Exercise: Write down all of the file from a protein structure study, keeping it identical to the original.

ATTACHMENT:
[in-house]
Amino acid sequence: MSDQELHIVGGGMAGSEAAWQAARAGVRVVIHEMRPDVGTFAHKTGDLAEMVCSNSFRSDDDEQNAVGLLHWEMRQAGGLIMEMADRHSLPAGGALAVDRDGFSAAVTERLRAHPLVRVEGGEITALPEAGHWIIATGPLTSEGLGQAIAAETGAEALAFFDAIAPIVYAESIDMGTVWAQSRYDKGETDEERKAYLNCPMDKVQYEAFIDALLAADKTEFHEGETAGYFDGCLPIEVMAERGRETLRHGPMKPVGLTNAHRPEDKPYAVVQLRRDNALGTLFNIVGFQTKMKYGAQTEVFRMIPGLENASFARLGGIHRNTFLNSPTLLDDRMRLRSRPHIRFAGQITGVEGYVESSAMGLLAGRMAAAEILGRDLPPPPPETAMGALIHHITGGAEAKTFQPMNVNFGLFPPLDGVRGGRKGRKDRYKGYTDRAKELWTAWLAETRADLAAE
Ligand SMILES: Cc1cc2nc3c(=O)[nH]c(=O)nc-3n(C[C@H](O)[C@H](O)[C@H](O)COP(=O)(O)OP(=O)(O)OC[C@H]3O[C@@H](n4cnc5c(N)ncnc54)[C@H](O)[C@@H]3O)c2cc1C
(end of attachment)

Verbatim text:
[in-house]
Amino acid sequence: MSDQELHIVGGGMAGSEAAWQAARAGVRVVIHEMRPDVGTFAHKTGDLAEMVCSNSFRSDDDEQNAVGLLHWEMRQAGGLIMEMADRHSLPAGGALAVDRDGFSAAVTERLRAHPLVRVEGGEITALPEAGHWIIATGPLTSEGLGQAIAAETGAEALAFFDAIAPIVYAESIDMGTVWAQSRYDKGETDEERKAYLNCPMDKVQYEAFIDALLAADKTEFHEGETAGYFDGCLPIEVMAERGRETLRHGPMKPVGLTNAHRPEDKPYAVVQLRRDNALGTLFNIVGFQTKMKYGAQTEVFRMIPGLENASFARLGGIHRNTFLNSPTLLDDRMRLRSRPHIRFAGQITGVEGYVESSAMGLLAGRMAAAEILGRDLPPPPPETAMGALIHHITGGAEAKTFQPMNVNFGLFPPLDGVRGGRKGRKDRYKGYTDRAKELWTAWLAETRADLAAE
Ligand SMILES: Cc1cc2nc3c(=O)[nH]c(=O)nc-3n(C[C@H](O)[C@H](O)[C@H](O)COP(=O)(O)OP(=O)(O)OC[C@H]3O[C@@H](n4cnc5c(N)ncnc54)[C@H](O)[C@@H]3O)c2cc1C